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Saint-Pierre and Miquelon



AS FRENCH TERRITORIES (93 square mi or 242 square km) and a curious leftover from the chessboard games of colonial diplomacy of the 18th-century great powers, the tiny islands of Saint-Pierre and Miquelon are the only remaining fragments of the once mighty French North American empire.
Consisting of two small islands, no more than barren rocks with two small settlements, the territory's small size, however, belies its importance economically as a major source for the French fishing industry.
The islands are a self-governing unit of FRANCE, known as a territorial collectivity since 1986 (a distinction that gives more autonomy).
Though 3,000 mi (4,800 km) from France, its residents are full citizens of the republic, with one seat in the Senate and one in the National Assembly.
Located at the intersection of the Gulf of Saint Lawrence and the ATLANTIC OCEAN, only 20 mi (32 km) southwest of the Canadian province of Newfoundland, Saint-Pierre and Miquelon are situated strategically within a day's sailing of the Grand Banks, one of the richest commercial fishing areas in the world.
The islands' 74.4 mi (120 km) of coast enable France to claim a much wider exclusive economic zone (EEZ) in the surrounding waters.
Long the subject of dispute between France and CANADA, the question of fishing quotas and economic zone resulted in arbitration by a mutually agreed upon international tribunal in 1992, awarding the islands a 4,816-square-mi (12,348-square-km) exclusive economic zone, although this was only a fourth of what France was pushing for.
The islands are heavily subsidized by France and are hoping to relieve some of this burden through tests for offshore oil and increased tourism, appealing to visitors' interest in natural wilderness and the islands' legendary cuisine.
The main settlement is on Saint-Pierre, the smaller of the two islands, home to 90 percent of the population.
Its terrain is high and rocky, dominated by Mount Galadry.
Saint-Pierre has the only harbor deep enough for seagoing vessels.
Miquelon is really two islands, Grande Miquelon and Petite Miquelon (also called Langlade), connected by a narrow isthmus, a sandbar that has gradually solidified around numerous shipwrecks between the islands.
The second settlement, Miquelon (population 700), is located on a narrow promontory on the far northern end of the island.
Six dependent islands surround the main islands, mostly small rocks that are home to seabirds and seals.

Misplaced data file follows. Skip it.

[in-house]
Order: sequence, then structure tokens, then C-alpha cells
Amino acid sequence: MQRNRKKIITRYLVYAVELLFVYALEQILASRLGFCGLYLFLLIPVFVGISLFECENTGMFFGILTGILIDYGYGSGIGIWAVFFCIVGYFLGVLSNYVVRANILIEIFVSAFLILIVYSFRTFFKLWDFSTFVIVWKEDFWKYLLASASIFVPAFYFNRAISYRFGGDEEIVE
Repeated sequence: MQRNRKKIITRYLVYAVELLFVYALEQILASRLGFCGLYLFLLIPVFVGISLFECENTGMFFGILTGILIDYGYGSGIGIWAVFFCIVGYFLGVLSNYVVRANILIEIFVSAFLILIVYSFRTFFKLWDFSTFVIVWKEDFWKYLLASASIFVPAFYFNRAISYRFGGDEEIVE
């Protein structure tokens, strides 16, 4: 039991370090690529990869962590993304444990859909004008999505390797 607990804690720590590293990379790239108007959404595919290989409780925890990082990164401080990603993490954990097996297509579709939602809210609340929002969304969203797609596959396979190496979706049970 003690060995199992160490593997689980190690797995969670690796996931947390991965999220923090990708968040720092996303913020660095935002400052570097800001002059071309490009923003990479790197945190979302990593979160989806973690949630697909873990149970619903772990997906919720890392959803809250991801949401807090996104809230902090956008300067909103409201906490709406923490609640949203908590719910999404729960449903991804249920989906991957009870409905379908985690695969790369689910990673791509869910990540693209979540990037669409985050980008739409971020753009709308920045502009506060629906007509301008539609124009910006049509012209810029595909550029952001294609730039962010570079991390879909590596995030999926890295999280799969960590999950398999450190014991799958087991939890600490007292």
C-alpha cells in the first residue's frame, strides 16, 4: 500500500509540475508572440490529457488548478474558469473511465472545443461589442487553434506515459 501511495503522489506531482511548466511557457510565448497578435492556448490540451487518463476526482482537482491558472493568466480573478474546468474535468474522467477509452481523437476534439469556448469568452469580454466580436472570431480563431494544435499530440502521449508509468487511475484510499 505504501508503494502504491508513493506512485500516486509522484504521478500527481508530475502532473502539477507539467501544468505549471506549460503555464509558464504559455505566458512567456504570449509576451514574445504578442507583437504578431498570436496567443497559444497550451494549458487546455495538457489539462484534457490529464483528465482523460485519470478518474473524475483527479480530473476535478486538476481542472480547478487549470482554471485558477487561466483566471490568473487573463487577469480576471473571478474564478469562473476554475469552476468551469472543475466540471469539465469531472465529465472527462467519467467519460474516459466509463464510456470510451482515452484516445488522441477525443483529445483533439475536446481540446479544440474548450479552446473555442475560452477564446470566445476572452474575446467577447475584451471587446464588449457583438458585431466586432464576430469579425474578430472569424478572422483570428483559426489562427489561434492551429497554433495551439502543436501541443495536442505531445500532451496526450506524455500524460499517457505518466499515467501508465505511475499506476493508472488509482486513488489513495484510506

Miquelon's southern lagoon, Grand Barachois, is also a primary breeding spot for numerous seabirds.
Despite its inhospitable climate-cold and wet, persistent year-round-Breton and Basque sailors attracted to the wealth of the Grand Banks settled on the islands in small numbers from the early 17th century.
Others came when French colonists were expelled from Newfoundland in 1713 and Acadia in 1763.
As a result of the Treaty of Paris, 1763, France ceded the entirety of its North American possessions in Canada and LOUISIANA to Great Britain, reserving only Saint-Pierre and Miquelon as a consolation prize.
Much of the coastline is strewn with wreckage of ships sunk by northeast gales and fogs in this graveyard of the Atlantic.

Saint-Pierre and Miquelon Images


Last News

- American civil pilots are getting queasy
"During the week two men who were piloting a civil plane felt sickish.
The United Airlines flight routing from Huston to San Francisco with 187 people aboard, including the crew group suddenly the pilot became ill and incapacitated. Therefore, the pilot-captain had to make an emergency landing.
Before that there had been another accident. American Airlines plane from Boston to Phoenix had to make an emergency landing at the Syracuse Airport because one of the pilots died. The stewardess, who provided first hand medical attention failed to save him. There were 147 people onboard that day. "

- The court has prohibited the crow to fly because of stealing tourists’ valuable things
"The British Court has issued the decision on the case of the crow that was violating public order. The royal bird Izzy that lives in the Knaresborough castle in North Yorkshire is famous for being fond of stealing cellphones and cameras from careless tourists.
The Court has restricted the crow to fly until the violator changes its conduct. The way it will be monitored stays unknown.
It is interesting that besides stealing an 8-year crow was also dropping the F-bombs. Probably these were the visitors of the castle who taught the crow to turn the air blue. An eight-year old Izzy has got a warning message for abusing people. "